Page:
Tag Archives: Food & Drink Devon

Service with a smile

The latest Food For Thought workshop was run in conjunction with Food Drink Devon in March and looked at ideas for attracting and retaining customers in both retail and hospitality businesses.

The challenge for both retailers and cafes and restaurants is very similar; you still can’t eat lunch online, but increasingly customers’ expectations have altered dramatically due to the advance of Amazon, Ocado and numerous order online delivery services.

Barbara King faces that change everyday at The Shops at Dartington and generously shared her experiences with a thought provoking presentation focusing on how to stand out from the online crowd and retain a loyal customer base.

Customers no longer go to “bricks and mortar” shops purely for supplies; they want to enjoy spending their money and feel content about parting with it. Shoppers will always appreciate good value, but also our increasingly aware customers want to know the provenance and local/ ethical credentials of the goods they buy.

By explaining to customers why you have chosen particular products in the range you show that you are carefully curating the massive selection of options currently on offer so that they don’t have to look any further. This is easy to do with some simple signposting and labelling, and often producers supply their own material.

Creating a welcoming environment for customers is absolutely crucial to making them feel at home. We are all aware of the “have a nice day” style of customer focus, but independent retailers and eateries have an opportunity to use the initial greeting, maybe even just a smile and a hello, to show that they offer a unique service and genuinely care about their customers.

Finally, why not make it easy for customers to find a reason to visit again; give them a loyalty offer (free coffee on your 6th visit?) or tell them about future events (a postcard with an invitation to a launch event?) and stay in touch via a newsletter, relating new developments and other news.

Ultimately happy customers are returning customers, and happy customers will spread the word about you do to their contacts, all of which does the marketing hard work for you!

There will be more blogs summarising the topics discussed in March over the coming weeks and if you would like to find out about the next workshop, planned for autumn 2019, please leave a comment to let me know.

Get more bang from your marketing bucks!

One of the underlying themes of the Food For Thought workshop was targeting efforts to make sure they provide good value for money.

In small businesses it often feels that life would be easier if only we had the budget/ resources/ personnel available to large competitors. However every business, large or small, has more opportunities than they have cash to invest in; there’s always competition for extra funding.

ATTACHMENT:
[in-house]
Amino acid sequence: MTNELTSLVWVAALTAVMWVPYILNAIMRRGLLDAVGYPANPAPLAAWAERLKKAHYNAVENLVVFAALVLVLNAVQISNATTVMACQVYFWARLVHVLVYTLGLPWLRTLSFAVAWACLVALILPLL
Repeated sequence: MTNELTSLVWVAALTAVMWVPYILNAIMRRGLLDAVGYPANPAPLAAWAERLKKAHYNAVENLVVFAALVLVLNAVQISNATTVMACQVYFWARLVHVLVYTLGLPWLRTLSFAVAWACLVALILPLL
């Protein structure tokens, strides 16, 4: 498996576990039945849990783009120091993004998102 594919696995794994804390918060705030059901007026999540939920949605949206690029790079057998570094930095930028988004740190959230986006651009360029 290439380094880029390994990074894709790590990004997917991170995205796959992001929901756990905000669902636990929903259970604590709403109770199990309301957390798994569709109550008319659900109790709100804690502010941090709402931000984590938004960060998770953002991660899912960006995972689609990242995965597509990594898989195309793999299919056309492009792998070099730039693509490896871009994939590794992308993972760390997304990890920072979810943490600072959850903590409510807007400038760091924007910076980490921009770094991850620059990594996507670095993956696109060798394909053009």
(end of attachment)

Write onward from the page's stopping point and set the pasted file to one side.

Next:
So it’s vital that marketing spend is targeted and planned to ensure that it delivers the best return.

At the workshop Hayley Reynolds of Devon based firm RAW Food & Drink PR & Marketing shared her advice for using PR to successfully promote food and drink businesses.

Hayley works with a huge array of iconic brands in this sector, and she used case studies from some of her recent clients to illustrate what has worked to get her clients the coverage they are looking for.

1. Know your target audience
Who is your ideal customer? Understand what they like about your product and where they shop, what they read, and potentially what other brands they are interested in.

This information allows you to select the right publications to reach those key customers and saves expensive mistakes from putting the right marketing in the wrong place.

2. Know your objective
Next, what response do you want from your marketing campaign? Again this helps to target your efforts in the right direction.

The example that Hayley gave was when a product is only available in a handful of west country outlets. A glorious review in The Sunday Times food supplement will not necessarily deliver the sales uplift that you might expect as the majority of readers will be unable to buy your product.

In this case local coverage, or a focus on trade press to attract additional stockists is a more effective use of your marketing budget.

3. Know the opportunity
Hayley showed us some of the success she’s had by carefully targeting the right publications with the right stories.

Carefully crafting a story that appeals to a magazine editor and will entertain their readership potentially allows them to find ways to promote your product without requiring fully paid advertising space.

The result of this is that your cost is lower and the marketing is likely to be more effective because the writer’s enthusiasm for the product will come across to the reader.

The key factor here is to understand who the readers of each publication are and how this compares to your target customer’s profile.

Taking time to work out where to put your marketing ultimately means you can make your marketing spend work harder for you.